Pay Disparity Between Male and Female Nurses

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Pay Disparity Between Male and Female Nurses

Highly-paid CRNAs are often men

By Working Nurse
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Male nurses may face lingering prejudice in the workplace, but according to a new study in the Journal of the American Medical Association (JAMA), they make significantly more money than their female colleagues.

A Gap of $5,100

Categorically excluded from the nursing profession for decades, men still make up only a small percentage of the nursing workforce — roughly 12 percent in California. Men are also more likely than women to leave nursing during the first four years of practice.

Nonetheless, data from the National Sample Survey of Registered Nurses (discontinued in 2008) and the American Community Survey conducted by the Census Bureau, found that male nurses make an average of $5,100 more per year than female nurses in comparable positions.

The gap was somewhat narrower in acute care facilities and substantially greater in outpatient and high-paying specialty positions such as advanced practice roles. For example, on average, male nurse anesthetists make over $17,000 more per year than their female counterparts.

In an interview with NPR, American Nurses Association Senior Policy Fellow Peter McMenamin, Ph.D., acknowledged that the pay gap is a problem, but expressed reservations about the salary data for male nurses, noting the smaller sample size. However, the pay disparity changed little between 1988 and 2013 despite an influx of male nurses.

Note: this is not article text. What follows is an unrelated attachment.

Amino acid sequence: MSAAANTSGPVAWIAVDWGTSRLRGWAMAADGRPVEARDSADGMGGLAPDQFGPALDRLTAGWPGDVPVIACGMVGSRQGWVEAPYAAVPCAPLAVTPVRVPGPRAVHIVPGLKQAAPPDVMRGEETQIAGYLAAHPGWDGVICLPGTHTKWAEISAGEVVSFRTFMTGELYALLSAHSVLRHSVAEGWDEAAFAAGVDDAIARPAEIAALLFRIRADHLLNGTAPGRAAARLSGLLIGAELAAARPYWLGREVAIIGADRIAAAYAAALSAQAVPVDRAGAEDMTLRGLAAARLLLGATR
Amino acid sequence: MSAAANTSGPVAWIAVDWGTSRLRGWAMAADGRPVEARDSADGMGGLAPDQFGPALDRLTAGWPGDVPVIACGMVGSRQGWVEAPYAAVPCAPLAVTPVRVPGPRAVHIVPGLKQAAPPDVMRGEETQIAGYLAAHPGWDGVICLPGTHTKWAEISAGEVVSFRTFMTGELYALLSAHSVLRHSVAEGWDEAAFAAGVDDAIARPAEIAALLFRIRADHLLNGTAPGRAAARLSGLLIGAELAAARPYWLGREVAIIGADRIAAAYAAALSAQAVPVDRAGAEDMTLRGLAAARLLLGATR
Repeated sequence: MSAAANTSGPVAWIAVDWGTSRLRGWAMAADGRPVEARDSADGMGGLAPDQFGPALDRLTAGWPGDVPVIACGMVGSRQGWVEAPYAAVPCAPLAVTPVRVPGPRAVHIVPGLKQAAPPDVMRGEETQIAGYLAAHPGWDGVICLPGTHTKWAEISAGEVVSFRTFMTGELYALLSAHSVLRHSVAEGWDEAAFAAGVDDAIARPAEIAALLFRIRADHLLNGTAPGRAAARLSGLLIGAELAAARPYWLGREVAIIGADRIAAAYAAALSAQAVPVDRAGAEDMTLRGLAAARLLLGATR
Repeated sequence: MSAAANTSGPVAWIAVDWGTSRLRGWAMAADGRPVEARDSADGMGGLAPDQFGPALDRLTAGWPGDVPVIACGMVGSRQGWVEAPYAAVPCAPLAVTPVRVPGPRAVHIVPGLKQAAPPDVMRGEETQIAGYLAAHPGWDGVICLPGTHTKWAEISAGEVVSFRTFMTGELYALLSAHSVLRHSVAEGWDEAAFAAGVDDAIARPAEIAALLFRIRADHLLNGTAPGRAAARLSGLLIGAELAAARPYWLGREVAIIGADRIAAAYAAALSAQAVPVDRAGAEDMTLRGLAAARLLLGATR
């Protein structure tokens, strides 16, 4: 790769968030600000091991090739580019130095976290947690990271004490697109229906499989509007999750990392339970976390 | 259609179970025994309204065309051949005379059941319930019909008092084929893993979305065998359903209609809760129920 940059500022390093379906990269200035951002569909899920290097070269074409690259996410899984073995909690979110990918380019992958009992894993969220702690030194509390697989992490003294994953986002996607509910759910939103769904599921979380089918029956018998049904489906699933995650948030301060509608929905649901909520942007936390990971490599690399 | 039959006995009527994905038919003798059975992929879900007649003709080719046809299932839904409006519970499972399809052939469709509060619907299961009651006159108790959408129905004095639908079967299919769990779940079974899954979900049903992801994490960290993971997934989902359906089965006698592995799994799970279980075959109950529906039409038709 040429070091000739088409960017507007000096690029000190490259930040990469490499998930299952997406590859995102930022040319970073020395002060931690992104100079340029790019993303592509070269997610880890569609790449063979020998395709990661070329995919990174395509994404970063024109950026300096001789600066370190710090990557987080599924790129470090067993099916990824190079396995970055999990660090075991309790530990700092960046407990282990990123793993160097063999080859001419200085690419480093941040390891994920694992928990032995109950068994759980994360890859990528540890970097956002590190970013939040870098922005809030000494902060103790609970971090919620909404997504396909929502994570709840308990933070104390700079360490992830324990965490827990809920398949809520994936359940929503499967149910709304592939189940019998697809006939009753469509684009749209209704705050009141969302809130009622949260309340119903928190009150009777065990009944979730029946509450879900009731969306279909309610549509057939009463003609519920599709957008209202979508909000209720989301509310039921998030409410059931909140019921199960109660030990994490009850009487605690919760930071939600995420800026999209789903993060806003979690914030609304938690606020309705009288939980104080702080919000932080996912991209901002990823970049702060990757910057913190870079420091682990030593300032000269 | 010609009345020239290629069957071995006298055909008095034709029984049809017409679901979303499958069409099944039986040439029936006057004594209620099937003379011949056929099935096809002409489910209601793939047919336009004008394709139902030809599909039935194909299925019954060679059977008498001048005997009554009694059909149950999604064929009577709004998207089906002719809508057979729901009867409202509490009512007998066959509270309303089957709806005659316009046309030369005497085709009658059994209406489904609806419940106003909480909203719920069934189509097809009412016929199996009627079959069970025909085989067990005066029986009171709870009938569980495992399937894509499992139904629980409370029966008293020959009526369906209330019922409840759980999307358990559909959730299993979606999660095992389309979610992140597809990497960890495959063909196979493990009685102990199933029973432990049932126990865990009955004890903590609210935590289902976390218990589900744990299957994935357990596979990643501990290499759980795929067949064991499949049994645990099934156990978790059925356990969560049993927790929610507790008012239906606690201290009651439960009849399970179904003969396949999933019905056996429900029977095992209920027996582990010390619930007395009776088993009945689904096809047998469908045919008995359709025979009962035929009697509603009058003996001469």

Asking Why?

The study did not address reasons for the pay disparity, but in interviews with NPR, the New York Times and others, lead author Ulrike Muench, RN, Ph.D., discussed some of the theories other researchers have advanced. Among those theories is the possibility that women fare poorer than men in salary and promotion negotiations and the fact that women’s careers often suffer more than men’s after starting a family and having children. The full study appeared in the March 24–31 issue of JAMA.

Photo above: Nurse anesthetists comprise the highest-paid nursing specialty, with CRNAs in California averaging $183,000 annually. Men represent 12 percent of nurses in our state, but 45 percent of nurse anesthetists.

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